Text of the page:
They are forcing me to cover all pre-existing conditions, which sounds great. Let’s take care of everybody’s pre-existing condition. You lie on the couch for 30 years, you never exercise, you gain weight, you eat all the wrong foods, you get diabetes and now you have Obamacare. But the fact is, doctors don’t have to play ball with it. If they are not paid enough they won’t play ball with it.Dr. Siegel seems to be saying that doctors will reject being forced to take certain patients...and patients who have enough money will be able to pay cash and will get good service, while others might not.
Doctors that don't have any other choice, that are new in the game, or haven't made the amount of money they need, or aren't well known, those doctors will be accepting Obamacare. The others will be accepting cash. That's a two tiered system...
I wonder how that would sound if we swap doctors for educators and medicine for education. Let's rewrite Dr. Siegel's comments from a teacher's point of view...
They are forcing me to teach students of all backgrounds, which sounds great. Let's teach everyone's children. The children with no literacy in the home, whose parents don't (or can't) work with them, who are dropped in front of a TV for hours each day...and now you have public education."...and now you have public education." Exactly! That's what public education is...every child is accepted. It doesn't matter what their background is, or who their parents are. It doesn't matter if they have had numerous literacy experiences during their infancy, toddlerhood and early childhood. Public education accepts everyone.
Teachers who don't have any other choice, who are new, or who haven't got the seniority...those teachers will have to work with students who are the most difficult to educate, who need the most help. That's a two tiered system.
The two tiered system Dr. Siegel refers to is expanding in the education sector. Public funding for public education is being cut. Increasingly public funding is being diverted to corporate charters and to vouchers for private schools.
The education debate has been redefined. The community aspect of public education is being lost and public education is no longer a place where children learn to be good citizens. The democratic advantage of a publicly funded educated citizenry is no longer valued and we have, as a nation, become selfish. The selling of the public education system, which is proceeding at an alarming rate, reflects the competition of our "me-centered" society. "This is what I want...if you want something get your own." With fully funded public education we were "in this together." Now, it's "every man for himself."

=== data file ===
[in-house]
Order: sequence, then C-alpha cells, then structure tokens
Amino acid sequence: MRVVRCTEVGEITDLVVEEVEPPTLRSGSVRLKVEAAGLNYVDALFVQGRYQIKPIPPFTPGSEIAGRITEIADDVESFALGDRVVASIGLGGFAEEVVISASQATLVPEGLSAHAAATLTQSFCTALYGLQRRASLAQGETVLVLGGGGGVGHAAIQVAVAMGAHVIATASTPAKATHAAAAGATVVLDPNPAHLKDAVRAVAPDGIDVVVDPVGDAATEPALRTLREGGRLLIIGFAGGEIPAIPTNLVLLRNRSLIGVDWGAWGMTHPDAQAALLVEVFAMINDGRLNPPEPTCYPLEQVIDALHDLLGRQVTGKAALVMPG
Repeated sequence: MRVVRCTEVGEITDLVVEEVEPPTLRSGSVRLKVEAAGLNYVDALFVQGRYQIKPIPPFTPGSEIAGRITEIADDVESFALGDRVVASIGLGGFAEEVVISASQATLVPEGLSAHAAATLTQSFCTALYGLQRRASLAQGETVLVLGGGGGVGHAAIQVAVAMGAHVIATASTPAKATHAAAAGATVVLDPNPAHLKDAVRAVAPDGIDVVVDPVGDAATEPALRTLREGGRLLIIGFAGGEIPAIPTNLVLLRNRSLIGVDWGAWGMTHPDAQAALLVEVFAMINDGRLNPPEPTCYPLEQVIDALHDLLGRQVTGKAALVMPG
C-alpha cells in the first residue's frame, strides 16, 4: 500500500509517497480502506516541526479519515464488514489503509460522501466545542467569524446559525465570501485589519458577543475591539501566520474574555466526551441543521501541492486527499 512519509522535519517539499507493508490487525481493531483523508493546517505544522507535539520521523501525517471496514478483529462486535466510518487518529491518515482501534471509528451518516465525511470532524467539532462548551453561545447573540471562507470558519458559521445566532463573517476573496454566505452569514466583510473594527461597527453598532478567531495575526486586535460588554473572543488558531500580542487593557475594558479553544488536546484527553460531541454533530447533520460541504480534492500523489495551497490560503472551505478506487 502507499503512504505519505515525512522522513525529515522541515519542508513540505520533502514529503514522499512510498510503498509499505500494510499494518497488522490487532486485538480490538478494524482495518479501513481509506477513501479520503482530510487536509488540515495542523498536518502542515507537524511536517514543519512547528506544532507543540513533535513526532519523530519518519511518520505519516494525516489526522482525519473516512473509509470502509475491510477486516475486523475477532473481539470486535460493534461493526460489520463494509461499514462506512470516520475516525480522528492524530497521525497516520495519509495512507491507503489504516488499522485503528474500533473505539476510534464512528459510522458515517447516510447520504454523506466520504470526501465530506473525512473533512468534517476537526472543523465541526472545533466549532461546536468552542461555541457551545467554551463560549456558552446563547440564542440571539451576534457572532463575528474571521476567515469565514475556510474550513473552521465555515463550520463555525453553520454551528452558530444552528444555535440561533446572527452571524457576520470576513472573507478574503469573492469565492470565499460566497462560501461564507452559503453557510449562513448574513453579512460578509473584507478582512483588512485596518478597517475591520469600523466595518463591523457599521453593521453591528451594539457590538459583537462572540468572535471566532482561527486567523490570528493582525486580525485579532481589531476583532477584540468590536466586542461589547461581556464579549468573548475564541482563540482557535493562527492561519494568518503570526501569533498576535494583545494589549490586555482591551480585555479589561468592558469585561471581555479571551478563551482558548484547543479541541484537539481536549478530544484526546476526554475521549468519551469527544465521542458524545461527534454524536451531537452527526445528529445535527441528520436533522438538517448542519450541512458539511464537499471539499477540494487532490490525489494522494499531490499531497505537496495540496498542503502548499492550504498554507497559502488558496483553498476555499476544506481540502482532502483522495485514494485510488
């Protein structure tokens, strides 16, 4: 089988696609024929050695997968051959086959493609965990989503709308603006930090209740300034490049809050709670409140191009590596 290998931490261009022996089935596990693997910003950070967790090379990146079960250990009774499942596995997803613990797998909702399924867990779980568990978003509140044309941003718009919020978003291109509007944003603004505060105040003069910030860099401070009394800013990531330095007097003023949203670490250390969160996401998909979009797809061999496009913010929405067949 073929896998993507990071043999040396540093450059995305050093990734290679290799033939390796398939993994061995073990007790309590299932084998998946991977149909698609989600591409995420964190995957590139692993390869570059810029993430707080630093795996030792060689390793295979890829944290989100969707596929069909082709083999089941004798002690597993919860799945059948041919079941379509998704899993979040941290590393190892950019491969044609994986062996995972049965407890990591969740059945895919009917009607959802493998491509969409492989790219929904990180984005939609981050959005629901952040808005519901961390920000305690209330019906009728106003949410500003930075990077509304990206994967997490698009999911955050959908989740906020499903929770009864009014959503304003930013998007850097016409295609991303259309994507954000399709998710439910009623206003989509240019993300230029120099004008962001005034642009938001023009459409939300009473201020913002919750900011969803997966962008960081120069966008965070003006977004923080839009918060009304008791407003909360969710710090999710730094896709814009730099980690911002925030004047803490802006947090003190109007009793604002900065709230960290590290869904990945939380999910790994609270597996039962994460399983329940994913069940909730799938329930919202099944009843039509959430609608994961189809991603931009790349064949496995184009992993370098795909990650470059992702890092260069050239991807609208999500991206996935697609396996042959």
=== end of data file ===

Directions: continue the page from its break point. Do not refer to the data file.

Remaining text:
Race to the Top is the educational opposite of the Affordable Care Act. It doesn't provide resources to those who need it most. Instead, it rewards selected states who agree to the DOE's educationally and statistically unsound practices like the misuse of testing and increased corporate charters despite research which shows that most charters are no better than most neighborhood public schools.
The privatization of American public education creates a two tiered system. Those who have the resources can provide a sound education for their children. As Mitt Romney said, American students should "get as much education as they can afford."
What about the students with "pre-existing conditions?" What about students with special needs, emotional and academic problems? What about the students who don't have a lot of money or haven't had a lot of experiences? What about the students whose parents are immigrants and don't speak English? What about students who don't have enough food or are homeless?
"As much education as they can afford" leaves a lot of students behind.
By the way, you can hear for yourself what Dr. Siegel had to say, here.
Think Progress responded,
In reality, only a small minority of doctors in higher-income areas refuse to accept insurance. Most providers participate in Medicare and Medicaid and will continue to do so under the Affordable Care Act.
The law increases incentive payments for primary care physicians in Medicare, general surgeons in rural and underserved areas, and some mental health services. Primary care physicians in Medicaid will also receive a payment bump in 2013 and 2014. ACA also invests in preventive care and wellness initiative to encourage people to lead healthier life styles.
Stop the Testing Insanity!